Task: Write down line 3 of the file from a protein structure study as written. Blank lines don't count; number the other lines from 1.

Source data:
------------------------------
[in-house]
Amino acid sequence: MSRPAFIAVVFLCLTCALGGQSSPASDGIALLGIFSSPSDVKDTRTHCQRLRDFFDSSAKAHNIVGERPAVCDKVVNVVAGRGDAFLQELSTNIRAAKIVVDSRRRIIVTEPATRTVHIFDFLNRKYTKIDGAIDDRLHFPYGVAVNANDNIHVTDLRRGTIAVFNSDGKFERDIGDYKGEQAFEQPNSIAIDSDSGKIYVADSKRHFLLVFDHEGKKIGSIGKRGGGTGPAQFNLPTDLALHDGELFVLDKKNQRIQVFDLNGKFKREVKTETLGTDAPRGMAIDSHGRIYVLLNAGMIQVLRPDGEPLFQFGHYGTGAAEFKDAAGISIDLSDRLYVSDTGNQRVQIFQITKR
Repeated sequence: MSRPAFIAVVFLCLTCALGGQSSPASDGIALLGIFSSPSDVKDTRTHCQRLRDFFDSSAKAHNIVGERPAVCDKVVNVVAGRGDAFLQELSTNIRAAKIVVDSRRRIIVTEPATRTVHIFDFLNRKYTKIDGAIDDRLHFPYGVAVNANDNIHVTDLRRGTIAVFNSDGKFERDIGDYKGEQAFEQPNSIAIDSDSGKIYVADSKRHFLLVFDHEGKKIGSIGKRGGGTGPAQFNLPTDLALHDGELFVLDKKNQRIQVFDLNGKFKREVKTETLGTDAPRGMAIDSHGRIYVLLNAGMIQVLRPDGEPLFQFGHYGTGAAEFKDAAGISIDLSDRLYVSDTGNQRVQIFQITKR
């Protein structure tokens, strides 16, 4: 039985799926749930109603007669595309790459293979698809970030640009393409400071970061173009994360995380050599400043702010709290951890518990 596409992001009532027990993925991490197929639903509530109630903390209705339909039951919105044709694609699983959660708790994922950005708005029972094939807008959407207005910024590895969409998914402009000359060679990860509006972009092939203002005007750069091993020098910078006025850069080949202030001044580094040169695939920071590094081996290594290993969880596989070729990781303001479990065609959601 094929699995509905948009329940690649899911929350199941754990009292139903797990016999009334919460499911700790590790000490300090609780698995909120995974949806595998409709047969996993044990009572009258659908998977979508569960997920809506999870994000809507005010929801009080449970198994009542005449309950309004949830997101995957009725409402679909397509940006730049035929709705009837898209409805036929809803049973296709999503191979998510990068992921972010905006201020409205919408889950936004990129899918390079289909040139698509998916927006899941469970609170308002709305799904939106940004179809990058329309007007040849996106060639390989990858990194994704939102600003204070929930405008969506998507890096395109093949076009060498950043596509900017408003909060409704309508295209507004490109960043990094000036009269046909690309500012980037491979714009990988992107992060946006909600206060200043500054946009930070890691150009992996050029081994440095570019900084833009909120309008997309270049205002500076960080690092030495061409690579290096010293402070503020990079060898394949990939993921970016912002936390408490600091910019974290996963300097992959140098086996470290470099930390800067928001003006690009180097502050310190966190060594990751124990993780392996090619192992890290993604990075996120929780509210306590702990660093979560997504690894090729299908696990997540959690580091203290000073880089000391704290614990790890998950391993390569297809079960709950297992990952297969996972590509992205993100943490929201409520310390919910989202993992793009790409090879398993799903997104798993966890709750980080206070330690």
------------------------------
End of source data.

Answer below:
Repeated sequence: MSRPAFIAVVFLCLTCALGGQSSPASDGIALLGIFSSPSDVKDTRTHCQRLRDFFDSSAKAHNIVGERPAVCDKVVNVVAGRGDAFLQELSTNIRAAKIVVDSRRRIIVTEPATRTVHIFDFLNRKYTKIDGAIDDRLHFPYGVAVNANDNIHVTDLRRGTIAVFNSDGKFERDIGDYKGEQAFEQPNSIAIDSDSGKIYVADSKRHFLLVFDHEGKKIGSIGKRGGGTGPAQFNLPTDLALHDGELFVLDKKNQRIQVFDLNGKFKREVKTETLGTDAPRGMAIDSHGRIYVLLNAGMIQVLRPDGEPLFQFGHYGTGAAEFKDAAGISIDLSDRLYVSDTGNQRVQIFQITKR